MIAMI — Portland Trail Blazers guard Damian Lillard has never said publicly that he wants to be traded and that he wants to be traded only to the Heat.
But his agent, Aaron Goodwin, has said that, and that isn’t sitting well with the league.
According to a source, the NBA sent a memo regarding Lillard to all 30 NBA general managers on Friday. The letter, obtained by the Miami Herald, says this:
“Recent media reports stated that Damian Lillard’s agent, Aaron Goodwin, called multiple NBA teams to warn them against trading for Lillard because Lillard’s only desired trade destination is Miami. Goodwin also made public comments indicating that Lillard would not fully perform the services called for under his player contract if traded to another team.
“We interviewed Goodwin and Lillard and also spoke with several NBA teams to whom Goodwin spoke. Goodwin denied stating or indicating to any team that Lillard would refuse to play for them. Goodwin and Lillard affirmed to us that Lillard would fully perform the services called for under his player contract in any trade scenario. The relevant teams provided descriptions of their communications with Goodwin that were mostly, though not entirely, consistent with Goodwin’s statements to us.
“We have advised Goodwin and Lillard that any future comments, made privately to teams or publicly, suggesting Lillard will not fully perform the services called for under his player contract in the event of a trade will subject Lillard to discipline by the NBA. We also have advised the Players Association that any similar comments by players or their agents will be subject to discipline going forward.”
The letter was sent by Dan Rube, the NBA’s executive vice president and deputy general counsel.
Section 18 of the NBA’s collective bargaining agreement said “any player (or, for clarity, any player representative or person acting with authority on behalf of a player) who publicly expresses a desire to be traded to another Team shall be subject to a fine and/or a suspension.
“The maximum fine that may be imposed by the NBA or a player pursuant to the foregoing shall be $150,000.”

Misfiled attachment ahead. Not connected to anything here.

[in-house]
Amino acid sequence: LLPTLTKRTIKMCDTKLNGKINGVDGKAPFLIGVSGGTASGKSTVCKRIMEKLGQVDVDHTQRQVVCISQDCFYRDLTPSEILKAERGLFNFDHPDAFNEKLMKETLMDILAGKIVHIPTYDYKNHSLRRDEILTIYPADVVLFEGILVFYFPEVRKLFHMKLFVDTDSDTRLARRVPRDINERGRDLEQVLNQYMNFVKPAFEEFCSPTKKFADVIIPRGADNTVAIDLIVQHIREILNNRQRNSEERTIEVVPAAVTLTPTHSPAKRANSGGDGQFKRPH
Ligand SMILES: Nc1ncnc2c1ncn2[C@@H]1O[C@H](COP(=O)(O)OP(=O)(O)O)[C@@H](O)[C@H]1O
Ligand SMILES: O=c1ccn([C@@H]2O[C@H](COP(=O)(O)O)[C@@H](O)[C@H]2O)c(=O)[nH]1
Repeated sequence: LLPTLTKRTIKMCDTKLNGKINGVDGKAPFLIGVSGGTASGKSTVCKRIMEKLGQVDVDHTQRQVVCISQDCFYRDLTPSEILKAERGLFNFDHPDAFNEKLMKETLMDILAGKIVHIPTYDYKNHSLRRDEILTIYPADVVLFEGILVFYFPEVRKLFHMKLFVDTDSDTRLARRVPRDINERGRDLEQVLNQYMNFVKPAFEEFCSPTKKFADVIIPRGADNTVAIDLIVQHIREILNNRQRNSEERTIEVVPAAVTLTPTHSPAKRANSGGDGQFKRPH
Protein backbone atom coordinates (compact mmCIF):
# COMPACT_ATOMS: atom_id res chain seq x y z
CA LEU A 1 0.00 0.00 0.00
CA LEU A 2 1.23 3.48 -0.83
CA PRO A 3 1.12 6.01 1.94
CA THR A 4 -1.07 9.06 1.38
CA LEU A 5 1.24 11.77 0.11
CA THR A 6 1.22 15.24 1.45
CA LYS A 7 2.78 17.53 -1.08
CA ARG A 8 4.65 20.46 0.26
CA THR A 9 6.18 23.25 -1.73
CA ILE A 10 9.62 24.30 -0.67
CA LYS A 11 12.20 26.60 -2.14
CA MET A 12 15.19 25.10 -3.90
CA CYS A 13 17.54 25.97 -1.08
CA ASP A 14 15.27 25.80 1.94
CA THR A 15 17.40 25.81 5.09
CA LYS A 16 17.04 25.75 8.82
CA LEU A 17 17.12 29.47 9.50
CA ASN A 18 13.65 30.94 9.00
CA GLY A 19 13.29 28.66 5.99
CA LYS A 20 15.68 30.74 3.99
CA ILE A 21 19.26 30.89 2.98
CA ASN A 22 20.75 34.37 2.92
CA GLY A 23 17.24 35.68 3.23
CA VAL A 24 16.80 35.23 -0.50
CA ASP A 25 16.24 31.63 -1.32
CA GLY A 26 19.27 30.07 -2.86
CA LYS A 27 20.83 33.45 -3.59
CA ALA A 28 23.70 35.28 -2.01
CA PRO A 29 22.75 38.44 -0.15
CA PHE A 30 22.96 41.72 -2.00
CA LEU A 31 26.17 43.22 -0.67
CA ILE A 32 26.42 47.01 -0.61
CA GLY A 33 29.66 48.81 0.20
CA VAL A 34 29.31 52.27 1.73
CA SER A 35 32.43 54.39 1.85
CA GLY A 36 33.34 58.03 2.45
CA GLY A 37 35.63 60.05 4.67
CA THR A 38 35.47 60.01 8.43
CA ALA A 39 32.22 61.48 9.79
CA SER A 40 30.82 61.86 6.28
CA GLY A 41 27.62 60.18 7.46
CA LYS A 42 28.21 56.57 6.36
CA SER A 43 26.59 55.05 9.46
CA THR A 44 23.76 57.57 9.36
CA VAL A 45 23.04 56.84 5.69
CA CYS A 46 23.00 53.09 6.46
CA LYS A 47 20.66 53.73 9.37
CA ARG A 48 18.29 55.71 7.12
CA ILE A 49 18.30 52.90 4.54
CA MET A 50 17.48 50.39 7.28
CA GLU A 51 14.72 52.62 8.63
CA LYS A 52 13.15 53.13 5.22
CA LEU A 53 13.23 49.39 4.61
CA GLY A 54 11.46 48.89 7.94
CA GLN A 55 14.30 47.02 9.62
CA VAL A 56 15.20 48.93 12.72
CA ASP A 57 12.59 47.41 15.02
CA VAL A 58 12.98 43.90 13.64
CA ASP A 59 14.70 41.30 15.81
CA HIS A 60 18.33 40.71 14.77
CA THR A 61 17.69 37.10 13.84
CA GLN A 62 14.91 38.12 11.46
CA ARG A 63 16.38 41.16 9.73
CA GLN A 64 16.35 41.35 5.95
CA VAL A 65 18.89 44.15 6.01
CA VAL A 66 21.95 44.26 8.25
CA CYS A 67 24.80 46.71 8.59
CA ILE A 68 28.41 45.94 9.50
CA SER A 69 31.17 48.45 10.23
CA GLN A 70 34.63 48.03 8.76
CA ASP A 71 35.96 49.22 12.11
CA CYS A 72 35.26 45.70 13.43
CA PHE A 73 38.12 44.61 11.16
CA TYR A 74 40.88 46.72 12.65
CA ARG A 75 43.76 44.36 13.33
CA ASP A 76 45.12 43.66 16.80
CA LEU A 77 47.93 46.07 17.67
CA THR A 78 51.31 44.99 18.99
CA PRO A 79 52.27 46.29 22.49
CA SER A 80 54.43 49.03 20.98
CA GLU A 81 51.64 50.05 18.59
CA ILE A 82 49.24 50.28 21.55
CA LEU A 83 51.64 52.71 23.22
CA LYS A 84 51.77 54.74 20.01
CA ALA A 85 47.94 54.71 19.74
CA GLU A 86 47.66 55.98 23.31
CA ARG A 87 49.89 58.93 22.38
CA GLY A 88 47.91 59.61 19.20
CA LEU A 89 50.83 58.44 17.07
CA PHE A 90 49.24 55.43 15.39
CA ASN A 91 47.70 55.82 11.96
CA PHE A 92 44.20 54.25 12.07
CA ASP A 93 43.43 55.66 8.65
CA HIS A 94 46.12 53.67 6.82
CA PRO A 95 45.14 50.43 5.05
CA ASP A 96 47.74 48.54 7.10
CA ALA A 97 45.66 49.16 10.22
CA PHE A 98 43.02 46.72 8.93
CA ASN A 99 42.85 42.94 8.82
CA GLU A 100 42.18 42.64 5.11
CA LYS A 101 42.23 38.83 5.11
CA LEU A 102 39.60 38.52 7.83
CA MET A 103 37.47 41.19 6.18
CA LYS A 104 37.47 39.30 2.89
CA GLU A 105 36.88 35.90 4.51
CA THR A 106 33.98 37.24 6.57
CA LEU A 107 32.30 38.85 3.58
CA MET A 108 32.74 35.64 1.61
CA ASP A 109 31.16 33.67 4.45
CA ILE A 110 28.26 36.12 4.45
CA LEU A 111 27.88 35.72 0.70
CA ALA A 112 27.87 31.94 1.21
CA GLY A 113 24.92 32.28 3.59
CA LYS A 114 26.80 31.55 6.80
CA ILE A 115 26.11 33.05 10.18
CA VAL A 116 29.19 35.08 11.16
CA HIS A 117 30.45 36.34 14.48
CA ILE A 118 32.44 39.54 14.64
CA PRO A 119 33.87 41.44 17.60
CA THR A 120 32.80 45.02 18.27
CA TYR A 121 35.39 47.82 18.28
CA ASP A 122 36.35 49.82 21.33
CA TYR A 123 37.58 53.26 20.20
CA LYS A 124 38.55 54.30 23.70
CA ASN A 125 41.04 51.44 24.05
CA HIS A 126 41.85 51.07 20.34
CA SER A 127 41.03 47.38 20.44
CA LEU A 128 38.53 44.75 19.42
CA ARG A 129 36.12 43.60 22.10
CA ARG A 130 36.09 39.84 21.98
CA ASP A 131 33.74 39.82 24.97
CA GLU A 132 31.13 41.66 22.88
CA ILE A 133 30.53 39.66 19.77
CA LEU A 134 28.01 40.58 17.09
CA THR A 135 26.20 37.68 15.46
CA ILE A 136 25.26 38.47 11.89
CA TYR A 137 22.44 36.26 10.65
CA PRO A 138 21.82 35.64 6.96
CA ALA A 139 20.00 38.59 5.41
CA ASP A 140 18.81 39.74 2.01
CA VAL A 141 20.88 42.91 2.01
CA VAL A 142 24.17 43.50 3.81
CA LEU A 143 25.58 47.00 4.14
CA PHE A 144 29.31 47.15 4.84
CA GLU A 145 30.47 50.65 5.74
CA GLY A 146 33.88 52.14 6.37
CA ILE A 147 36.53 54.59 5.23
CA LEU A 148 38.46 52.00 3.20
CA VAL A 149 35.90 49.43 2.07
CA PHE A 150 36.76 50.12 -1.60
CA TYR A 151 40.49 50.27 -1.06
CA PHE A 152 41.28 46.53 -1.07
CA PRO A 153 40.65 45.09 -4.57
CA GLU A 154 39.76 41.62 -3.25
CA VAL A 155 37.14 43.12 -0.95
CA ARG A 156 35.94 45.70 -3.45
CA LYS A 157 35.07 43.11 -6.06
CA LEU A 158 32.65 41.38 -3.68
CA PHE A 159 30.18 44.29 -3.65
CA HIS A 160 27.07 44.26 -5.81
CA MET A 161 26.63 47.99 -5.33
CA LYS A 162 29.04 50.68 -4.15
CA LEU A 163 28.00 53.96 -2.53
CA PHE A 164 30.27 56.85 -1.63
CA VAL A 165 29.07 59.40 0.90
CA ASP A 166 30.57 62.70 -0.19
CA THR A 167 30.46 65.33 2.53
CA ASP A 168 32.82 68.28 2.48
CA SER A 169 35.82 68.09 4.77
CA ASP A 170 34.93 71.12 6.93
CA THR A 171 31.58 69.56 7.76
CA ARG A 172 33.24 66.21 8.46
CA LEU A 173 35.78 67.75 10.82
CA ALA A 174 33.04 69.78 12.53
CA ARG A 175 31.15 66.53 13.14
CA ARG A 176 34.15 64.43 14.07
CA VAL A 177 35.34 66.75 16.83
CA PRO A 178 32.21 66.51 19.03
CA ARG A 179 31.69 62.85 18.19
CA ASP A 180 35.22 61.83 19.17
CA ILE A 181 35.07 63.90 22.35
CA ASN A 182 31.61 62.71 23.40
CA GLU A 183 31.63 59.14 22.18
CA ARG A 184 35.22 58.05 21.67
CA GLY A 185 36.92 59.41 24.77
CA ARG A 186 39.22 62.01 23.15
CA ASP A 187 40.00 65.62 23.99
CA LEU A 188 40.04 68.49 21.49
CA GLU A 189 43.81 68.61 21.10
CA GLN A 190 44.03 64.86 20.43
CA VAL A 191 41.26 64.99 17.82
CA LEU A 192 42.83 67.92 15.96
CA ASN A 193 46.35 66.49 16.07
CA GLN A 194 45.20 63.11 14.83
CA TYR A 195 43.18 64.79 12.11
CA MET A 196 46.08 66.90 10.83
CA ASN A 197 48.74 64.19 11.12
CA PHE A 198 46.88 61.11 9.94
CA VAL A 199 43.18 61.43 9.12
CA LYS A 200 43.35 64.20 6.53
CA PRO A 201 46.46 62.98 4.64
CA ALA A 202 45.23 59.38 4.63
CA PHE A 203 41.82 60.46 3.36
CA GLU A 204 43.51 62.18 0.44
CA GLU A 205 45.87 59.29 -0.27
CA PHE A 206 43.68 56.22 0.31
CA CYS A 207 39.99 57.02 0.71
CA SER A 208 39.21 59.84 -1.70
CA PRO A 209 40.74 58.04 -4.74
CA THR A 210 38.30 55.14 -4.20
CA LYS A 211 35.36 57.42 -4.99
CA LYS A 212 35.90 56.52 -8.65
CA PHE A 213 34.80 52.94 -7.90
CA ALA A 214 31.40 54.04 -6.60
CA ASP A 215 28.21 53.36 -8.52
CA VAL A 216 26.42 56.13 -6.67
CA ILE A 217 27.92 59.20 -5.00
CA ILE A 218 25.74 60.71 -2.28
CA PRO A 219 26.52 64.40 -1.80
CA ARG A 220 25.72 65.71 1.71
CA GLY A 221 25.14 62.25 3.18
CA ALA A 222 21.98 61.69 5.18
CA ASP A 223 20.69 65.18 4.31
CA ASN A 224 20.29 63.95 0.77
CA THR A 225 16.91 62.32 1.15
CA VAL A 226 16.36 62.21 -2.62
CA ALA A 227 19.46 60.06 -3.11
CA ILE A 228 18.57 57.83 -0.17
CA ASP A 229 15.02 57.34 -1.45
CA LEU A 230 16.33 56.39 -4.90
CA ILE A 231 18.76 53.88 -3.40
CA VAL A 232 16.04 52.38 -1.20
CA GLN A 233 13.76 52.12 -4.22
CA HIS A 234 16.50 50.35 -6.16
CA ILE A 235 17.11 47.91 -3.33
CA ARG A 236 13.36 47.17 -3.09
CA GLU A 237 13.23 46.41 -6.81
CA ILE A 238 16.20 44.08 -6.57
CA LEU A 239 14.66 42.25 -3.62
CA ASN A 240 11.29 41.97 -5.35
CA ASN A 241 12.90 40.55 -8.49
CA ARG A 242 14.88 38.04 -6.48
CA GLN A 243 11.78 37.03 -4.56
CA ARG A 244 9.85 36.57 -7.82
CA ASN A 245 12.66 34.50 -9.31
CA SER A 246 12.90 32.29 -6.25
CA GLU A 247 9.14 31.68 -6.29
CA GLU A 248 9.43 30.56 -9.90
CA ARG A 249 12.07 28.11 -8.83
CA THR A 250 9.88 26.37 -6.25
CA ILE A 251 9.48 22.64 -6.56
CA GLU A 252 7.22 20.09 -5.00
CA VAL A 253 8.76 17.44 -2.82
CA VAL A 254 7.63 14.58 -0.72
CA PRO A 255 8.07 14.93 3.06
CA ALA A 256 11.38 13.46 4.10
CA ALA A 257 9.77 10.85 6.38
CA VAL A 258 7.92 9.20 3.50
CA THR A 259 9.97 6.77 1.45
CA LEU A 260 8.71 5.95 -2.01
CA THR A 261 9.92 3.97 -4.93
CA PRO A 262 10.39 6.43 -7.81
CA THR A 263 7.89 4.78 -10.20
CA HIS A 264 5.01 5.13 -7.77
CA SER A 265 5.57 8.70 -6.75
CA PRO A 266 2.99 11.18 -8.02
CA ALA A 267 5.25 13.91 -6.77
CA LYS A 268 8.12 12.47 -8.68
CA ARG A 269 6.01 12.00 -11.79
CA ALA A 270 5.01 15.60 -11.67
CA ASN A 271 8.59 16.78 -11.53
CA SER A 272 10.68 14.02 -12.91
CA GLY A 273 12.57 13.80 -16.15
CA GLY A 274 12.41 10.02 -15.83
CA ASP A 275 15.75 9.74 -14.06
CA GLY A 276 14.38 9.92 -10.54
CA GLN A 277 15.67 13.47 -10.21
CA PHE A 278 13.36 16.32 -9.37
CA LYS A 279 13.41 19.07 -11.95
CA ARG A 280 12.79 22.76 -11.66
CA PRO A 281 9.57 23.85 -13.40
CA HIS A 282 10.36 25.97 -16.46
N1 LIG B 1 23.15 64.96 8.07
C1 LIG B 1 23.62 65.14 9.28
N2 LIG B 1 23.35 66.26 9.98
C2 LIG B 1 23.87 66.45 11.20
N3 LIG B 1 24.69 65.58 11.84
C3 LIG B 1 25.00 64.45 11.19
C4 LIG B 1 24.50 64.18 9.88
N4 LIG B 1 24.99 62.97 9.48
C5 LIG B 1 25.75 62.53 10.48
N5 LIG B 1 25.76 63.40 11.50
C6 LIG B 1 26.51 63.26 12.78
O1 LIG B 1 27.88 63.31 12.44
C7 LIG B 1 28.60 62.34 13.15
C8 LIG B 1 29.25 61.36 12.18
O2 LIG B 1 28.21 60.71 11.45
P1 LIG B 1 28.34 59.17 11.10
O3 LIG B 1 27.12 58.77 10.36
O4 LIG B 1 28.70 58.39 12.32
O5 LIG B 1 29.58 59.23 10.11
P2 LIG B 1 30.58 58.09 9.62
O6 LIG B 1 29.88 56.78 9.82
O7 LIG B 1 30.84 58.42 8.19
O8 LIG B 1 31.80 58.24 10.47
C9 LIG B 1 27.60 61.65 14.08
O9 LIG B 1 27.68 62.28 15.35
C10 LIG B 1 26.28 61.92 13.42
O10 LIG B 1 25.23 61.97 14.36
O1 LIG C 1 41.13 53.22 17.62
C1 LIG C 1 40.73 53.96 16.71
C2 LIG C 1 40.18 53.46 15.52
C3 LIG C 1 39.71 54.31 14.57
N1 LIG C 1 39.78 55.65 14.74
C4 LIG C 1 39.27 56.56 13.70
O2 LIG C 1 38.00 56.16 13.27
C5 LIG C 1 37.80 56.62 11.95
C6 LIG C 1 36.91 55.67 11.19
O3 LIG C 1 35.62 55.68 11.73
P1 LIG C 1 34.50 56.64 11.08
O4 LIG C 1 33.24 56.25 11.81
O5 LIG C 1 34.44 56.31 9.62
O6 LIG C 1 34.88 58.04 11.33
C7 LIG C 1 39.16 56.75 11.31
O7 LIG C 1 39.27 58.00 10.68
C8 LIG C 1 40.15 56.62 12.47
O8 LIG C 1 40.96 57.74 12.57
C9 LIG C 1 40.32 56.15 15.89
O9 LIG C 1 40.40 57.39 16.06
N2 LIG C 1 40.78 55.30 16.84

Immediately after Lillard requested a trade on July 1, several media outlets — including the Miami Herald — cited sources in reporting that Lillard wanted to play only for the Heat.
Goodwin, in his first public comments on the matter, told The Miami Herald on July 6: “Truthfully, he wants to play in Miami. Period.”
Goodwin subsequently made similar comments to others.
Also that day, ESPN’s Adrian Wojnarowski reported that Goodwin had warned teams (other than the Heat) that they will be getting an unhappy player if they acquire Lillard.
“I do what I should for my client. Some teams I did call. Other teams have called me,” Goodwin told The Miami Herald on July 6. “It’s a respectful relationship with most teams.
But warning teams that they will get an unhappy player is different from telling a team not to trade for his client.
Blazers general manager Joe Cronin has not said whether he will accommodate Lillard’s request to be traded only to the Heat but has said that if the process takes months, he’s willing to wait that long.
Portland has been unmotivated to engage the Heat in serious, sustained trade discussions, according to a source.
And Lillard thus far has declined to apply pressure on the Blazers publicly. He now faces an NBA fine if he does so publicly.